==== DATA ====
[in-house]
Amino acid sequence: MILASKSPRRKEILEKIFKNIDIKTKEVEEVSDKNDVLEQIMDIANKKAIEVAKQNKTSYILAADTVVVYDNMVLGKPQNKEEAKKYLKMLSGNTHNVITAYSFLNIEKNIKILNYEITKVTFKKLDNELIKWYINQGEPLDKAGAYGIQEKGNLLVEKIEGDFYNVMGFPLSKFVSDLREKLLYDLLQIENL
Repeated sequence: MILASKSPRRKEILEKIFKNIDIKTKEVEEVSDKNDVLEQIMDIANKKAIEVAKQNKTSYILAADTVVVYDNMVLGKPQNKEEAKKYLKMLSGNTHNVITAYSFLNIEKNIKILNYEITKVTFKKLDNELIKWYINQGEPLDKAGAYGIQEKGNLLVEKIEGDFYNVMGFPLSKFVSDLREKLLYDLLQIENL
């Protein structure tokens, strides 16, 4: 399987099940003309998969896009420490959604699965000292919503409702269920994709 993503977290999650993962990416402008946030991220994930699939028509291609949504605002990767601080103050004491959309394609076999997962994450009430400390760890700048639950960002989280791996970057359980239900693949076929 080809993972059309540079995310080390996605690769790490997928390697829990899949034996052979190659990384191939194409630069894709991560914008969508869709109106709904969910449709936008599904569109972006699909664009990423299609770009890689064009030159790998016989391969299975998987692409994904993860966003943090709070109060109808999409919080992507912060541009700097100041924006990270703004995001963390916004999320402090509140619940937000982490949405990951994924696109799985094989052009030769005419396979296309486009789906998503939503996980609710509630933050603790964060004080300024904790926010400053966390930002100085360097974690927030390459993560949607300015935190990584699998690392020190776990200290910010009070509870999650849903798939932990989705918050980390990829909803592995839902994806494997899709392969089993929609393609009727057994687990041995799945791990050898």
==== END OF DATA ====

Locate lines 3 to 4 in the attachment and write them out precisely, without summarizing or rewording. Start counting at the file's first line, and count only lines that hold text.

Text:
Repeated sequence: MILASKSPRRKEILEKIFKNIDIKTKEVEEVSDKNDVLEQIMDIANKKAIEVAKQNKTSYILAADTVVVYDNMVLGKPQNKEEAKKYLKMLSGNTHNVITAYSFLNIEKNIKILNYEITKVTFKKLDNELIKWYINQGEPLDKAGAYGIQEKGNLLVEKIEGDFYNVMGFPLSKFVSDLREKLLYDLLQIENL
């Protein structure tokens, strides 16, 4: 399987099940003309998969896009420490959604699965000292919503409702269920994709 993503977290999650993962990416402008946030991220994930699939028509291609949504605002990767601080103050004491959309394609076999997962994450009430400390760890700048639950960002989280791996970057359980239900693949076929 080809993972059309540079995310080390996605690769790490997928390697829990899949034996052979190659990384191939194409630069894709991560914008969508869709109106709904969910449709936008599904569109972006699909664009990423299609770009890689064009030159790998016989391969299975998987692409994904993860966003943090709070109060109808999409919080992507912060541009700097100041924006990270703004995001963390916004999320402090509140619940937000982490949405990951994924696109799985094989052009030769005419396979296309486009789906998503939503996980609710509630933050603790964060004080300024904790926010400053966390930002100085360097974690927030390459993560949607300015935190990584699998690392020190776990200290910010009070509870999650849903798939932990989705918050980390990829909803592995839902994806494997899709392969089993929609393609009727057994687990041995799945791990050898």